Rachel couldn’t make the pressure of a fast-paced tech startup go away but she could support Clara in building a better response to it. Clara felt acknowledged and was motivated to improve her approach to work.
2. Julian: Tackling Financial Distress
Julian was a friendly and outgoing employee who loved working with his team. However, he had been absent from work for several days, and his manager, Olivia, was concerned about his well-being. Olivia reached out to Julian to check in on him and offer support. It turned out that Julian had serious financial problems that he was trying to fix all by himself. Olivia immediately connected him with the company’s employee assistance program and got him in touch with a peer that had gone through similar challenges.
At the same time, Olivia set expectations with Julian for his future attendance and work performance. She let him know that his absence had put additional pressure on his team and that it was important for him to communicate more effectively about his needs and availability. Olivia worked with Julian to develop a plan for how he would manage his workload going forward, including regular check-ins to ensure he was meeting his commitments.
Olivia did not make Julian’s financial problems disappear, but he felt supported by her and his peer. With the help of the plan they developed, Julian was able to cope and get back on track soon.
3. Becky: Overcoming A Nasty Breakup
Becky was a skilled employee who had been struggling to focus at work and was increasingly making mistakes. Her manager, Linda, noticed that Becky was struggling and scheduled a meeting to better understand the cause of her distraction. Although Becky’s issues were related to a nasty breakup in her private life, Linda offered support by providing training around boundary setting, selfcare and how to disconnect from worries.
At the same time, Linda set expectations with Becky for her future work performance, letting her know that her mistakes were not acceptable. She encouraged her to take ownership of her work and strive for resilience in her private life. Linda worked with Becky to develop a plan for how she would improve her personal skills and meet her goals, including regular feedback and coaching.
Linda didn’t turn Becky’s breakup around but she empowered her to build up the right response. Becky felt supported by her manager and appreciated the additional resources she provided to help her claim back her private and professional strength.
4. Tom: Prioritizing Mental Health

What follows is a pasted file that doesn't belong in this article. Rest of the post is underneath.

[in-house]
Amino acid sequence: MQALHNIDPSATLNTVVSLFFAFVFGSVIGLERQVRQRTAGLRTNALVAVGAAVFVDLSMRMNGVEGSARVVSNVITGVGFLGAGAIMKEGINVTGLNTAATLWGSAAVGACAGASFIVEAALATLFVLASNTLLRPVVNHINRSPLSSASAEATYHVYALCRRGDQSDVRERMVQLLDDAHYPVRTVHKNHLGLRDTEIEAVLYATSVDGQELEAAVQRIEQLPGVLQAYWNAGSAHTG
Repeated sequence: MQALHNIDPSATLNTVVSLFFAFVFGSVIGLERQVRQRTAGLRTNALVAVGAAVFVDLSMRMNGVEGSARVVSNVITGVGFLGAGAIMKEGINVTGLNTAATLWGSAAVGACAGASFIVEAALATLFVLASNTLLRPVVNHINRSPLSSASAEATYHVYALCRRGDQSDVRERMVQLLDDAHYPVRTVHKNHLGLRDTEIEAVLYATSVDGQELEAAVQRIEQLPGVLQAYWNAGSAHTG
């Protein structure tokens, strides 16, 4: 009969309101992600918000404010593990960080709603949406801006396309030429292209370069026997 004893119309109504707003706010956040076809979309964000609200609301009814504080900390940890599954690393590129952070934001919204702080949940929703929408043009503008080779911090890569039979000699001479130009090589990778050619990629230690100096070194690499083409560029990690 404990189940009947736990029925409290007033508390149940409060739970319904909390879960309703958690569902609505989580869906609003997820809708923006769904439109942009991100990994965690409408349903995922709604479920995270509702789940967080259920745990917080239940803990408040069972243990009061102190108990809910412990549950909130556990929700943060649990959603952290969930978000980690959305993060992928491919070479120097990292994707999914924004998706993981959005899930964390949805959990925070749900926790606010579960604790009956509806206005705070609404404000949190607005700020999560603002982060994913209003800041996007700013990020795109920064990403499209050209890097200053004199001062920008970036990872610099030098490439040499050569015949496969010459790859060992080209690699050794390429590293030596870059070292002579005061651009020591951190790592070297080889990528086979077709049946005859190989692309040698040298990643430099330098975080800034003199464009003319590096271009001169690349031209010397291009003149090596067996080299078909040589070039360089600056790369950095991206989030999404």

Tom was a dedicated manager who was going through a tough time with his mental health. His boss, Gabriel, noticed that Tom seemed to be struggling and that it was affecting his work and his relationship with colleagues. Gabriel offered support by connecting Tom with resources such as counseling and time off.
At the same time, Gabriel set expectations with Tom for his way back into a work routine, letting him know that he needed to face his struggles and accept help. They sat together to develop a plan for how he would manage his recovery and prioritize his responsibilities, including regular check-ins to ensure he was staying on track.
Gabriel couldn’t spare Tom from going through a dark time and having to face his mental health issues.
But he built a holding environment for him. Tom felt supported by his boss and encouraged to fully own his mental health journey so he could be back to his healthy and productive self soon.
Why Catching Early Trends Is Key
Many problems in our private or professional life start with a slight change in our behavior or our emotional health. Ideally we spot them early on and do not wait until they snowball into bigger problems that take a toll on our well-being, our career or our relationships.
As individuals we can best notice changes by keeping a simple journal. The Earkick selfcare companion is a free app that makes it very easy to keep an overview over our emotional and behavioral trends.
As managers we can best identify changes in our team members by keeping an eye on our employees’ mental readiness trends and seeking a conversation early.
At Earkick we provide a full-fledged solution to workplace mental health. It acts as an intuitive selfcare companion for employees and as a real-time dashboard solution for employers. Full privacy is granted and employees can do self-check-ins in just a few seconds using text, voice, or video. The Earkick AI analyzes the data in real time and offers immediate personalized feedback as well as actionable suggestions.
The solution requires no personal information and offers science-based sequences to reduce stress, set achievable goals and build healthy habits. Earkick also provides immediate feedback, guided sessions, stress management techniques, and much more, enabling members to become their happiest and healthiest selves.